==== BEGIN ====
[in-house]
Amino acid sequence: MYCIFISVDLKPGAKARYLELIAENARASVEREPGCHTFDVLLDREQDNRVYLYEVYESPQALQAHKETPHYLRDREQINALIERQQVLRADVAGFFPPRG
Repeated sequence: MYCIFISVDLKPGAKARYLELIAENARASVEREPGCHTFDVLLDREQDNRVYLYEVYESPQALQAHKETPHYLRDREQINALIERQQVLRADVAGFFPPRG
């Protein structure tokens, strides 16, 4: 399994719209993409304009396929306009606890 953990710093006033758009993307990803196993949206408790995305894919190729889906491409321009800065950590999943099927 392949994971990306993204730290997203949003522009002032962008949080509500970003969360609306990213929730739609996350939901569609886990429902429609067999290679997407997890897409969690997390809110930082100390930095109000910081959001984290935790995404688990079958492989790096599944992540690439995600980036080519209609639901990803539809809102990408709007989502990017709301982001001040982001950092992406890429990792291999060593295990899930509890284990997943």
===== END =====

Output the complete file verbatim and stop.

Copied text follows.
[in-house]
Amino acid sequence: MYCIFISVDLKPGAKARYLELIAENARASVEREPGCHTFDVLLDREQDNRVYLYEVYESPQALQAHKETPHYLRDREQINALIERQQVLRADVAGFFPPRG
Repeated sequence: MYCIFISVDLKPGAKARYLELIAENARASVEREPGCHTFDVLLDREQDNRVYLYEVYESPQALQAHKETPHYLRDREQINALIERQQVLRADVAGFFPPRG
């Protein structure tokens, strides 16, 4: 399994719209993409304009396929306009606890 953990710093006033758009993307990803196993949206408790995305894919190729889906491409321009800065950590999943099927 392949994971990306993204730290997203949003522009002032962008949080509500970003969360609306990213929730739609996350939901569609886990429902429609067999290679997407997890897409969690997390809110930082100390930095109000910081959001984290935790995404688990079958492989790096599944992540690439995600980036080519209609639901990803539809809102990408709007989502990017709301982001001040982001950092992406890429990792291999060593295990899930509890284990997943």